Wednesday, December 19, 2007

The Pit, and the Chocolate Santa

my intrepid friend Charlene descending into the Pit, an installation at Gavin Brown's Enterprise in NYC

Like all New Yorkers, I read reviews, and this caught my eye, Holland Cotter's review of the artist Urs Fischer at Gavin Brown's Enterprise. Here I will quote a bit:

"The piece, titled "You", calls up many references from the past and the present: from Michael Heizer's earthworks to Chris Burden''s institutional underminings to Monica Bonvicini's simulations of the same. .......(it goes on and on about obscure references)....You have to stoop - an implicitly humbling posture - to enter and exit, as if at the door of a shrine or a tomb, and only one person can pass through at a time."

Intriguing I thought, I like tombs and shrines, I want to see this. What also impressed me was another review, I think it might have been on NPR, but not sure, that stated that it cost $250,000., to excavate that pit, and then of course it will be filled and cemented over again after the show. This is extravagance, a flagrant throwing of money away, tossing it into dumpsters, just to show that you can do it. While I love extravagance, I don't like waste, but wanted to see this for myself.

It is quite impressive, the small opening in the otherwise perfect gallery wall, and the pit has a kind of desert beauty, like some excavation in Egypt. It is intriguing and it would have been enough to simply look at from the entrance, but no, my friend Charlene quickly hopped down and made her way gingerly into it. I followed of course. It is impressive, but I think I can get this experience out in nature better. Also it smelled of dry dust, somewhat chockingly so.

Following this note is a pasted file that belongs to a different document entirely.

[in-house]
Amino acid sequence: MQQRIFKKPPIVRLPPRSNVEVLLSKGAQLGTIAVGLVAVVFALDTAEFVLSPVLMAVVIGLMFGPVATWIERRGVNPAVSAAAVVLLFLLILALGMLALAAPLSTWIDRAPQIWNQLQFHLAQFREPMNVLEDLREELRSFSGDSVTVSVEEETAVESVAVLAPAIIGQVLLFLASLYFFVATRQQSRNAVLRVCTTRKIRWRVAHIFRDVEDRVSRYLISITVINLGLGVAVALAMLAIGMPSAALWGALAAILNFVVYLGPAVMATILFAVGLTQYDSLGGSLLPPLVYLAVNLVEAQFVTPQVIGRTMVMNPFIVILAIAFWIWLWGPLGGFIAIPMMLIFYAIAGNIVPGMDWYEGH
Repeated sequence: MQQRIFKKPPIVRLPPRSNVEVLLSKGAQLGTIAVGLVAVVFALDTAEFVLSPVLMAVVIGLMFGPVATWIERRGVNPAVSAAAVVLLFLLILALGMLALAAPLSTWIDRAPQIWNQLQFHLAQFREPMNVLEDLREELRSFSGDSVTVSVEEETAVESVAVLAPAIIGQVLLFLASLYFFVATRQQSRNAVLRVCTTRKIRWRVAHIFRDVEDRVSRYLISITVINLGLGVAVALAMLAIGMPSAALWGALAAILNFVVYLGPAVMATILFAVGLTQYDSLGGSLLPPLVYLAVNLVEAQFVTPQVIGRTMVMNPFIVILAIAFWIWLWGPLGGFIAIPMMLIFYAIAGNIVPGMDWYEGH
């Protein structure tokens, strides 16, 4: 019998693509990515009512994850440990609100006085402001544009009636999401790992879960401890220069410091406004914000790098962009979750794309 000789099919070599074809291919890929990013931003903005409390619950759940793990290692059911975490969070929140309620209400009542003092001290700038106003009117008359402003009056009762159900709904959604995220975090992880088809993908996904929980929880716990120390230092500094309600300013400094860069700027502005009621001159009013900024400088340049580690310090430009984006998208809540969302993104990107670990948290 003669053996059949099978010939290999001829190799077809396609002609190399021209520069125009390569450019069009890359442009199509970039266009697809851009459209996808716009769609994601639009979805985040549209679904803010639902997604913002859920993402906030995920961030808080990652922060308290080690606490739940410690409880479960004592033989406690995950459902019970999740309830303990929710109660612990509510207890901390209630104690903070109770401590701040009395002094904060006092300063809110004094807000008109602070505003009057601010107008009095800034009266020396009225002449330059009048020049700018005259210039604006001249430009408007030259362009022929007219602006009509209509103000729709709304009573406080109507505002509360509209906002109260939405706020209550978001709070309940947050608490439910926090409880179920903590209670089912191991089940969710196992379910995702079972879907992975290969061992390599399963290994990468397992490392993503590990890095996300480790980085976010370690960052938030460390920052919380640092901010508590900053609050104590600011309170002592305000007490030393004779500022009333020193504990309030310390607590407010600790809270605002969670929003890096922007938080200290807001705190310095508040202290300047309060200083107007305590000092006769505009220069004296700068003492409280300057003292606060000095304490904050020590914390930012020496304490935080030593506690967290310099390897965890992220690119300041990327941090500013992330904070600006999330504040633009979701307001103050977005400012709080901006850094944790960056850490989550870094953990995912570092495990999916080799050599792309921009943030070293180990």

It is certainly a concept, but would just remain that without the money that dug it, in a space in Manhattan. I cannot say I get this type of art particularly, or really care to, there is something disturbing about the casual destruction it entailed.

On a humorous note, we then quickly made our way up to Maccarone Gallery up the street, which has a huge installation piece that also demonstrates the tremendous resources being poured into contemporary art. It is a piece by Paul McCarthy, a complete chocolate factory in the gallery space churning out high quality chocolate figures of Santa, holding a butt plug as if it were a Christmas tree. It is pretty impressive, a complete fully functioning and staffed factory working making 1000 of them a day, and open 7 days a week to take orders. At just $100. a Santa, it is a relative bargain in the art world, although it really is best eaten.

The Santa's, hundreds of them, all lined up.

Cute, and at least produces something that can be consumed, and saved should you wish. Although they do tell you that it only keeps about a year. I am sure in some museum somewhere will be a nitrogen atmosphere glass case preserving one for perpetuity in case anyone cares in years hence.

Here they are all packed up, and carefully labeled, "Chocolate Santa and Butt Plug", in case you had forgotten. You could just put a toy in, close it up, re attach the label, keep it and sell it at an auction house in future years, who would know? Eat the Santa, it is good chocolate, we tried the samples they had available.

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